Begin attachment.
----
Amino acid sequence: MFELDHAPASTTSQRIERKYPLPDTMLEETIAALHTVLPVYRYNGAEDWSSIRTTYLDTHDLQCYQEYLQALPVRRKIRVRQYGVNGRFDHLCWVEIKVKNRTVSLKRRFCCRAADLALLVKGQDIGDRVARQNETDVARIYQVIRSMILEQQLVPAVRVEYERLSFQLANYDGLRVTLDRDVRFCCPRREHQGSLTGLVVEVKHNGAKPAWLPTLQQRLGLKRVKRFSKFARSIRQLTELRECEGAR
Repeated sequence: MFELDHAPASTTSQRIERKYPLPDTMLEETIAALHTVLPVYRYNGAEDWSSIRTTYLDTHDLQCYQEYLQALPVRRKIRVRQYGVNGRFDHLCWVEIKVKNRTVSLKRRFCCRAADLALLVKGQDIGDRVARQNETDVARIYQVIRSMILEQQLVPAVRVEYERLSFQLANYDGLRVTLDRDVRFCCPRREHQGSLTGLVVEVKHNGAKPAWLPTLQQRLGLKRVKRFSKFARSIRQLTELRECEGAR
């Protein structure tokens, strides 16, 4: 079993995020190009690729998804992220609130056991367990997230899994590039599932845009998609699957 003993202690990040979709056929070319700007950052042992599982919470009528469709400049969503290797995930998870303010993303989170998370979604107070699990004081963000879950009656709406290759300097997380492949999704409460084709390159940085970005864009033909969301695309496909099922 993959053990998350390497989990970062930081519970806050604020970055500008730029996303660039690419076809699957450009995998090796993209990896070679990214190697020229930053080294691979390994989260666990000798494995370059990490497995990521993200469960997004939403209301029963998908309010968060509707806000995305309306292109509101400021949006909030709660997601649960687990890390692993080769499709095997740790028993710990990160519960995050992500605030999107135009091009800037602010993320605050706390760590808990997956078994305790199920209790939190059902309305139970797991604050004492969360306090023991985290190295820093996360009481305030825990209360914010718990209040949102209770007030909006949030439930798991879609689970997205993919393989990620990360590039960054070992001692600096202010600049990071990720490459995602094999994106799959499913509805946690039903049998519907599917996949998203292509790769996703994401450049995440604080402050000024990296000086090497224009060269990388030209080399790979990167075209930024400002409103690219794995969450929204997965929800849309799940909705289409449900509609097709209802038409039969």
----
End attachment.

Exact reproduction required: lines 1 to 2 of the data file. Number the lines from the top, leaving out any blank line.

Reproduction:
Amino acid sequence: MFELDHAPASTTSQRIERKYPLPDTMLEETIAALHTVLPVYRYNGAEDWSSIRTTYLDTHDLQCYQEYLQALPVRRKIRVRQYGVNGRFDHLCWVEIKVKNRTVSLKRRFCCRAADLALLVKGQDIGDRVARQNETDVARIYQVIRSMILEQQLVPAVRVEYERLSFQLANYDGLRVTLDRDVRFCCPRREHQGSLTGLVVEVKHNGAKPAWLPTLQQRLGLKRVKRFSKFARSIRQLTELRECEGAR
Repeated sequence: MFELDHAPASTTSQRIERKYPLPDTMLEETIAALHTVLPVYRYNGAEDWSSIRTTYLDTHDLQCYQEYLQALPVRRKIRVRQYGVNGRFDHLCWVEIKVKNRTVSLKRRFCCRAADLALLVKGQDIGDRVARQNETDVARIYQVIRSMILEQQLVPAVRVEYERLSFQLANYDGLRVTLDRDVRFCCPRREHQGSLTGLVVEVKHNGAKPAWLPTLQQRLGLKRVKRFSKFARSIRQLTELRECEGAR